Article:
As much as the Continental GTC is a high-performance machine with the numbers to prove it, what really sets this convertible apart from the high-end competition is the cabin. From the craftsmanship to the choice and quality of materials used, the interior pulls off the improbable and conveys a contemporary feel with a classic design. Small touches like the dash-mounted Brietling analog clock and the Bentley Wings logo handstitched into the seatbacks make a profound statement, and one that merges perfectly with the performance of the GTC.
The convertible configuration has added a little over an extra inch of knee space for rear seat passengers in comparison to the coupe, but the back seats are by no means built for large people. Even medium sized ones will have to do a little twisting to get back there.
Just as the senses reel when you press the throttle and the twin exhaust ports bark to life, it’s a little intoxicating to sit in the car and take in the wood, leather and polished surfaces. How seriously does Bentley take its interiors? Consider that the only leather that gets near the Crewe, Cheshire factory is of the Northern European variety because colder climates there ensure insects do not damage hides when they are in use by their previous owners. As to colour choice, the premium Grade-A leather is available in 17 hues, while wood veneer choices include Birds Eye Maple, Madrona, Piano Black and dark-stained Burr Walnut.
As much as the visual and tactile cues embrace a neo-classic look, the cabin’s inner workings are as 21st Century as it gets. These include a full-blown DVD Satellite/Nav system; an optional television; a premium audio system, a six-CD changer in the glove box, keyless entry and ignition and full Bluetooth capability.
There’s also room in the trunk for two sets of golf clubs and skis (and yes, there is a bag in the ski pass through so that snowmelt doesn’t touch the leather).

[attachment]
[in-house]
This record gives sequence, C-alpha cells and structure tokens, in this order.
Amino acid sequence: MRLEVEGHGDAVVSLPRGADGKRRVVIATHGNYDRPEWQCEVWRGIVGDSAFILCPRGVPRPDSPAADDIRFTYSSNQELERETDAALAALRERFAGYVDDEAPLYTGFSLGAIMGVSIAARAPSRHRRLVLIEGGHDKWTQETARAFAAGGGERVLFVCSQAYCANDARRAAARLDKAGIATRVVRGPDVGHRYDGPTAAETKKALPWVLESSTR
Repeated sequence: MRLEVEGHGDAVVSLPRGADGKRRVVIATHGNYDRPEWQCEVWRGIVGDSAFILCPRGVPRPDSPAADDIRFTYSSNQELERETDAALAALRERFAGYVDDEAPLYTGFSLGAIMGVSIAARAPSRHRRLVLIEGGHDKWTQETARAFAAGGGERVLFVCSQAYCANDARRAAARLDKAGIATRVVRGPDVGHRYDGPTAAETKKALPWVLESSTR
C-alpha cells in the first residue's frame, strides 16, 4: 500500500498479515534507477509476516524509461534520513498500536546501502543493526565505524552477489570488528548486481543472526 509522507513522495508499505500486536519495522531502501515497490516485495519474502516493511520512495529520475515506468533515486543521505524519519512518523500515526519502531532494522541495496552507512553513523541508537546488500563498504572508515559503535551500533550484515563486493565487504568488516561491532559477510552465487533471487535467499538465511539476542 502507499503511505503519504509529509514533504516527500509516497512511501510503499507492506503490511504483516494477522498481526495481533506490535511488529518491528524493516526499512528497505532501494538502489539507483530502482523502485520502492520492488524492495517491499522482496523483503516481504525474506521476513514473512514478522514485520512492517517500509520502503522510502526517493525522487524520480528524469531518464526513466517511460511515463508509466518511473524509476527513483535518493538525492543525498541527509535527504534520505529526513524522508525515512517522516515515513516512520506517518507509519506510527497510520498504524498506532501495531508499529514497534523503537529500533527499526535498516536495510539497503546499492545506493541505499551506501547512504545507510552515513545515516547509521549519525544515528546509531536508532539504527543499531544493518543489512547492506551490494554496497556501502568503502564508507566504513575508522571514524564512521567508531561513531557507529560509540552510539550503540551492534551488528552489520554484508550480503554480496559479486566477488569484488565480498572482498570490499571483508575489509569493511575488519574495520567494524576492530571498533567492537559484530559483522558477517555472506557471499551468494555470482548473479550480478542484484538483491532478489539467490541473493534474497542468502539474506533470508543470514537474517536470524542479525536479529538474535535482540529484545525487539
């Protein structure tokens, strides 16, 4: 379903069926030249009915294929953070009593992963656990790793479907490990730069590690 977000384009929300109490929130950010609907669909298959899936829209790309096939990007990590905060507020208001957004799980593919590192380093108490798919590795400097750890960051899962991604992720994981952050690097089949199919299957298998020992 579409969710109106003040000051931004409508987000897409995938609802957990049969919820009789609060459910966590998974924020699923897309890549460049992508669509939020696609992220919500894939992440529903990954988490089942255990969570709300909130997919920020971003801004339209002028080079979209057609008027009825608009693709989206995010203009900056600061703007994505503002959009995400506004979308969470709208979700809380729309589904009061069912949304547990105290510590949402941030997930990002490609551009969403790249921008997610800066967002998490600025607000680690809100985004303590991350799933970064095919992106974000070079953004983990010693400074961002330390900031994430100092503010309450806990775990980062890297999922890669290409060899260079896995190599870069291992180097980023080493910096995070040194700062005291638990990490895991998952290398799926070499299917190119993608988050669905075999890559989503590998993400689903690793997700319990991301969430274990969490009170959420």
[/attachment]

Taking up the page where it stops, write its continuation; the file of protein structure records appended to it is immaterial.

Once you get over the high quality of the cabin and summon up the courage to hit the centre console-mounted start/stop button, the real character of the Continental GTC emerges. Like the interior, it is refined with a bit of a wild side. A new rear suspension system with continuous dampening adjustments gives the Bentley a solid yet sophisticated ride, and on sport setting really settles the heavy car down in the corners. When a coupe is converted to a convertible, one of the biggest concerns from a design standpoint is what is referred to as ‘scuttle shake.’ Since cutting the roof of a coupe lessens chassis stiffness, many convertibles have a tendency to shake or vibrate when pushed a little. Not the GTC, as Bentley engineers went to work with significant steel reinforcement in the sills and additional cross braces running underneath the cabin. Steel tubing was also used in the A-pillars and windscreen surround. Despite all that additional metal, the weight of the GTC is just 110 kilos over the GT Coupe.
Also keeping the car under control is a computer controlled all-wheel drive system with Torsen differential, providing great grip in slick conditions.
I’ll leave the last word on the Continental GTC to Dr. Paefgen, who proved that even doctors can see the value of emotion over logic. "The proportions of the Continental GTC are the epitome of the elegant, modern convertible and clearly distinguishable from the GT Coupe. As the first model in the Continental family, the GT has been responsible for building the Bentley brand across the globe, but it is the Continental GTC that is the most emotional car in the range."